Competition judge and professional nature photographer, Esther Beaton said of Seabury’s image “When you examine the photo closely, your eye finds more and more detail to discover. The eyes of humpback whales are normally hidden and shaded, so it is unusual to find one ‘looking’ with such a strong, clear gaze. It is also in such an unusual position, dead vertical, with only its snout out of the water. Again something that normally is not part of humpback behaviour. An exceptional overall winner.’”

The competition received 16,120 beautiful photos that celebrate Australia’s natural beauty and helped raise awareness for conservation.

Photo credit: Mark Seabury / The Nature Conservancy, Australia

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Camping Stove Heat Plume by Phred Petersen, Australia

Gold Winner  –– Royal Photographic Society’s International Images for Science 2016

Revealing the invisible turbulence of rising hot air, Melbourne high-speed photography specialist Phred Petersen’s schlieren image of the heat plume from a liquid-fuelled camping stove took out the gold in the Royal Photographic Society’s International Images for Science 2016 competition.

Schlieren photography allows us to see and record the refractive index differences between the hot air from the flame and the cooler ambient air in the surrounding environment and makes for a stunning image.

A selection panel picked the winning image from more than 2,500 entries.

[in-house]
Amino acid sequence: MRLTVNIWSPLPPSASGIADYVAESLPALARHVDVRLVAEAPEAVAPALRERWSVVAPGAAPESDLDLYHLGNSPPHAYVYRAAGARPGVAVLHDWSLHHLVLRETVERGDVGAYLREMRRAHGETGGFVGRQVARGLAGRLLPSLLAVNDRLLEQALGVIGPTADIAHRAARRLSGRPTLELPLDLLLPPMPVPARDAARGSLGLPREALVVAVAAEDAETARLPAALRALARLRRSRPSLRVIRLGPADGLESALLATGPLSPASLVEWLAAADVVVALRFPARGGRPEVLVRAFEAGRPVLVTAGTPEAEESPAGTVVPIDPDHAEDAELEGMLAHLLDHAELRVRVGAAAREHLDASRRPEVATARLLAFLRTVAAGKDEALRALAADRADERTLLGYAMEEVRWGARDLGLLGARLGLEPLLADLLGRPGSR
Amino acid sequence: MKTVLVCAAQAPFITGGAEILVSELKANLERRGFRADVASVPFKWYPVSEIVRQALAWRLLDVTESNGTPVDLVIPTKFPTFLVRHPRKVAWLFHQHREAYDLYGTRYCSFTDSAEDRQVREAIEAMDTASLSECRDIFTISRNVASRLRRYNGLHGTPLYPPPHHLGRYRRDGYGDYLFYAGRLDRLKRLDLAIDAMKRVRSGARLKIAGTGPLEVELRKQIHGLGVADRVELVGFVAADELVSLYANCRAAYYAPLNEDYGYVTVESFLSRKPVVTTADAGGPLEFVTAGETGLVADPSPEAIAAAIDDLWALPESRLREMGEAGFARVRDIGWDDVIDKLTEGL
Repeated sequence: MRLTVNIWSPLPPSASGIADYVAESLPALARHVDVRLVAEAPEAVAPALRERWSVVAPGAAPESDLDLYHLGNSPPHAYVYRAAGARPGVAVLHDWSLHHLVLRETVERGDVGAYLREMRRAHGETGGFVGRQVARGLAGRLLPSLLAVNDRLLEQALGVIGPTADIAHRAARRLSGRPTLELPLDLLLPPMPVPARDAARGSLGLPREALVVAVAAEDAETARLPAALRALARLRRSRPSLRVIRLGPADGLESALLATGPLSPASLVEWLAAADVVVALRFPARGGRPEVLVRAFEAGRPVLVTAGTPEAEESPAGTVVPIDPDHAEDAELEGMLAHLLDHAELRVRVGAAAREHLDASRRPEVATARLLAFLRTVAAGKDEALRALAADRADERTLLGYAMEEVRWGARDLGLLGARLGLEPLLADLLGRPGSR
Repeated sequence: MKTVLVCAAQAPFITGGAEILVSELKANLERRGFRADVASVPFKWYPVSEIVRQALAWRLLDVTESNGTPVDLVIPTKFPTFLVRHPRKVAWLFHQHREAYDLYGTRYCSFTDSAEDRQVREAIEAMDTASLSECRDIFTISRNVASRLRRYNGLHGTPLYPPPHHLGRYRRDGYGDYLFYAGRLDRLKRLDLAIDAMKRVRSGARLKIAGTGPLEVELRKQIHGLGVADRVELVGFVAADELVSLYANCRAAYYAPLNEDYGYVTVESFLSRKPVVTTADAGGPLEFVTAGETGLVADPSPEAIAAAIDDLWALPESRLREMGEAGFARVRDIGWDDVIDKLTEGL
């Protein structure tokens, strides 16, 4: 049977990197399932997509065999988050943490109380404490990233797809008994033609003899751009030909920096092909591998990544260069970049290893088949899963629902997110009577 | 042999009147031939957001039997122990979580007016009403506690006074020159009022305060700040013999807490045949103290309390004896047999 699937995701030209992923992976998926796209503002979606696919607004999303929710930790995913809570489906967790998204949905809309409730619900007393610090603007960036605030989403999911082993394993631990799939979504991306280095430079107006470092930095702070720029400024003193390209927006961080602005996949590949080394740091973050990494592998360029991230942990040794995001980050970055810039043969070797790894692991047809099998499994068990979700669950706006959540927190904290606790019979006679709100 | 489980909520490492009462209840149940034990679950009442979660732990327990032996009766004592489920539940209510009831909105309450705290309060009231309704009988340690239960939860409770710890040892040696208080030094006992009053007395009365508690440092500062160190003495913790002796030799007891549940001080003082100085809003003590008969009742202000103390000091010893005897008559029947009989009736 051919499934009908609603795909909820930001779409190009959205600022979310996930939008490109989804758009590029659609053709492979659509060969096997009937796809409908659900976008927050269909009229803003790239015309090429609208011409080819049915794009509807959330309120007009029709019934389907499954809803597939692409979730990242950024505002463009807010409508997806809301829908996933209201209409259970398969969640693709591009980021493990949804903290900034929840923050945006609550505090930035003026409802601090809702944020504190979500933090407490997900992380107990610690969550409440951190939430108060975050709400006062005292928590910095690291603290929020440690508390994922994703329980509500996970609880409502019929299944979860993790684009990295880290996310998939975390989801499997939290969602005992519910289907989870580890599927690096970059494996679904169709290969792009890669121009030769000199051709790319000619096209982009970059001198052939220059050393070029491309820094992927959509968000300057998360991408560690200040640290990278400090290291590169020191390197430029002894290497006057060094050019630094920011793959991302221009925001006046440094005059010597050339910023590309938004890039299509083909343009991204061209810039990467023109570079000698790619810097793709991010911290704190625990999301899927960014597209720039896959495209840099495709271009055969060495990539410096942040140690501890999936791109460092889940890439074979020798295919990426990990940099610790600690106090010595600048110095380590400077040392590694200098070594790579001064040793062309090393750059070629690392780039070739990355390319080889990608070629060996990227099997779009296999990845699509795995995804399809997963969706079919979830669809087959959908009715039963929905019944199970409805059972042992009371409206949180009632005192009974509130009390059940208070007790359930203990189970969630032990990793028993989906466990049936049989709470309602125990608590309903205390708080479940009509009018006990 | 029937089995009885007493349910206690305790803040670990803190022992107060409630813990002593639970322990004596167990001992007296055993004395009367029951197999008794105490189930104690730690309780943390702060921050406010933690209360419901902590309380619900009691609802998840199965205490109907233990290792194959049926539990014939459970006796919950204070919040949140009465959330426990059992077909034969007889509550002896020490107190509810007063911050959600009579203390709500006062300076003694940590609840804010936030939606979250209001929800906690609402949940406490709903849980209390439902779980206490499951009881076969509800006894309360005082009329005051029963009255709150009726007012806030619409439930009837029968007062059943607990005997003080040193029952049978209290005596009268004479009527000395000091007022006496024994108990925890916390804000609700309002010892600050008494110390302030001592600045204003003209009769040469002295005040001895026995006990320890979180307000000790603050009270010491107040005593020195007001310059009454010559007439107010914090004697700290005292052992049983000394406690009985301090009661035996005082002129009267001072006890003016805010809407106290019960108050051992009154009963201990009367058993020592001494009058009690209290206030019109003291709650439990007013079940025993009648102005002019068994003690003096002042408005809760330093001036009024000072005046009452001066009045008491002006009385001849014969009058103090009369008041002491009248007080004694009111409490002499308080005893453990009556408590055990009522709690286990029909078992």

The annual competition is open to anyone interested in science from all levels of experience and encourages images from all scientific fields, showing any aspect of science, whether it be recording, documenting or capturing how science is seen and how it affects everyday life.

Photo credit: Phred Petersen / International Images For Science 2016

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Kgalagadi Transfrontier Park during sunrise by Davide Gaglio, South Africa

Overall Winner –– 2016 BMC Ecology Image Competition

This year’s overall winner of the BMC Ecology Image Competition encompassed a wide range of ecological relationships within one finely composed photograph.

The stunning landscape image of grazing antelope against the sunrise in the Kalahari Desert in southern Africa, taken by Davide Gaglio, a PhD student at the Percy Fitzpatrick Institute of African Ornithology at the University of Cape Town, stood out above the rest.

A guest judge ecologist Matthew Palmer from Columbia University in the US liked the rich details of the winning photo: "The image is strikingly beautiful, particularly the colours and the composition, but it also tells several stories. “The Kgalagadi Transfrontier Park spans the border of South Africa and Botswana and is an example of cooperation and shared management between countries – a peace park. However, large areas of this park were leased for the extraction of natural gas in 2014, which may have negative effects on the park's wildlife."

Photo credit: Davide Gaglio / 2016 BMC Ecology Image Competition

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The Dark Side and the Bright Side by DSCOVR EPIC team, United States

Winner –– 2016 Tournament Earth

An epic view from a million miles away of the moon transiting Earth has won the day taking out the Tournament Earth 2016 crown.

A NASA camera aboard the Deep Space Climate Observatory (DSCOVR) orbiting about 1.6 million kilometres from Earth captured this unique view of the moon as it passed between the spacecraft and Earth.

The annual tournament begins with Thirty-two of the best Earth Observatory images in four categories: Data, Art, Event, and Photograph, each battling the other with the public voting each week in order to see which will to be crowned the best image of the year.  

Photo credit: NASA / DSCOVR EPIC team.